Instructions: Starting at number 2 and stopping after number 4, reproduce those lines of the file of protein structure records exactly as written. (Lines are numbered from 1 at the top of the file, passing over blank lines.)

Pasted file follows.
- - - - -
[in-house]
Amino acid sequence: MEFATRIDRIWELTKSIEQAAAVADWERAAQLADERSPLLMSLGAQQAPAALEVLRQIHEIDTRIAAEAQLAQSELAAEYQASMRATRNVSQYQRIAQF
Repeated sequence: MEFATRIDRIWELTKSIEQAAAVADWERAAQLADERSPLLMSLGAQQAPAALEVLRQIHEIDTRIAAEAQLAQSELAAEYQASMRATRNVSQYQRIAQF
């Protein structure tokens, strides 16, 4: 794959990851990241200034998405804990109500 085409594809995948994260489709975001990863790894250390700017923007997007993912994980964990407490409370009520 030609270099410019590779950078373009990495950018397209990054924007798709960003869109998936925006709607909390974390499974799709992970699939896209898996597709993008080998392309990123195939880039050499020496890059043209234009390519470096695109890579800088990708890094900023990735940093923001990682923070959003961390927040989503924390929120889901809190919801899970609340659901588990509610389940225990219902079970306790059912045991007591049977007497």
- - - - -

Amino acid sequence: MEFATRIDRIWELTKSIEQAAAVADWERAAQLADERSPLLMSLGAQQAPAALEVLRQIHEIDTRIAAEAQLAQSELAAEYQASMRATRNVSQYQRIAQF
Repeated sequence: MEFATRIDRIWELTKSIEQAAAVADWERAAQLADERSPLLMSLGAQQAPAALEVLRQIHEIDTRIAAEAQLAQSELAAEYQASMRATRNVSQYQRIAQF
């Protein structure tokens, strides 16, 4: 794959990851990241200034998405804990109500 085409594809995948994260489709975001990863790894250390700017923007997007993912994980964990407490409370009520 030609270099410019590779950078373009990495950018397209990054924007798709960003869109998936925006709607909390974390499974799709992970699939896209898996597709993008080998392309990123195939880039050499020496890059043209234009390519470096695109890579800088990708890094900023990735940093923001990682923070959003961390927040989503924390929120889901809190919801899970609340659901588990509610389940225990219902079970306790059912045991007591049977007497």